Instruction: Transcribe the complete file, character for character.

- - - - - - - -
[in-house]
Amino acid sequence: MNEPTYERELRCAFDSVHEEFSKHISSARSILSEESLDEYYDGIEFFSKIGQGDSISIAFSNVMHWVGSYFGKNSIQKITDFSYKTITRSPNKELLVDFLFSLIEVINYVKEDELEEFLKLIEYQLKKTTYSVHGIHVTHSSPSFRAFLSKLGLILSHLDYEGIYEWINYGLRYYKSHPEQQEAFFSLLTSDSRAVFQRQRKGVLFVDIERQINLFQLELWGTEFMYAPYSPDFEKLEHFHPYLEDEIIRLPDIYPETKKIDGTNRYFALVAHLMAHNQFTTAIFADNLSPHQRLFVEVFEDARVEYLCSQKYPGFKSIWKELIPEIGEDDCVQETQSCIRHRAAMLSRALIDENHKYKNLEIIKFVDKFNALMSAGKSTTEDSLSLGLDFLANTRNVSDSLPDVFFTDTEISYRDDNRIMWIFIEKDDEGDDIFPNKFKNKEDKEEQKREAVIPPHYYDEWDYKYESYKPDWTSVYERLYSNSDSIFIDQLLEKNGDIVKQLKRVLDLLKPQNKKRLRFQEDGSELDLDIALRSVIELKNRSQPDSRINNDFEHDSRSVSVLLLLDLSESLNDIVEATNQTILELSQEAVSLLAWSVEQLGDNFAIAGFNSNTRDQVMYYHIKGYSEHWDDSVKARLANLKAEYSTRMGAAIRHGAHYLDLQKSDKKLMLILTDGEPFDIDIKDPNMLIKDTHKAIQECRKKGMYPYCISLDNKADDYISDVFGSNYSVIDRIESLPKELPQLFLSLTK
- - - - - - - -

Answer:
[in-house]
Amino acid sequence: MNEPTYERELRCAFDSVHEEFSKHISSARSILSEESLDEYYDGIEFFSKIGQGDSISIAFSNVMHWVGSYFGKNSIQKITDFSYKTITRSPNKELLVDFLFSLIEVINYVKEDELEEFLKLIEYQLKKTTYSVHGIHVTHSSPSFRAFLSKLGLILSHLDYEGIYEWINYGLRYYKSHPEQQEAFFSLLTSDSRAVFQRQRKGVLFVDIERQINLFQLELWGTEFMYAPYSPDFEKLEHFHPYLEDEIIRLPDIYPETKKIDGTNRYFALVAHLMAHNQFTTAIFADNLSPHQRLFVEVFEDARVEYLCSQKYPGFKSIWKELIPEIGEDDCVQETQSCIRHRAAMLSRALIDENHKYKNLEIIKFVDKFNALMSAGKSTTEDSLSLGLDFLANTRNVSDSLPDVFFTDTEISYRDDNRIMWIFIEKDDEGDDIFPNKFKNKEDKEEQKREAVIPPHYYDEWDYKYESYKPDWTSVYERLYSNSDSIFIDQLLEKNGDIVKQLKRVLDLLKPQNKKRLRFQEDGSELDLDIALRSVIELKNRSQPDSRINNDFEHDSRSVSVLLLLDLSESLNDIVEATNQTILELSQEAVSLLAWSVEQLGDNFAIAGFNSNTRDQVMYYHIKGYSEHWDDSVKARLANLKAEYSTRMGAAIRHGAHYLDLQKSDKKLMLILTDGEPFDIDIKDPNMLIKDTHKAIQECRKKGMYPYCISLDNKADDYISDVFGSNYSVIDRIESLPKELPQLFLSLTK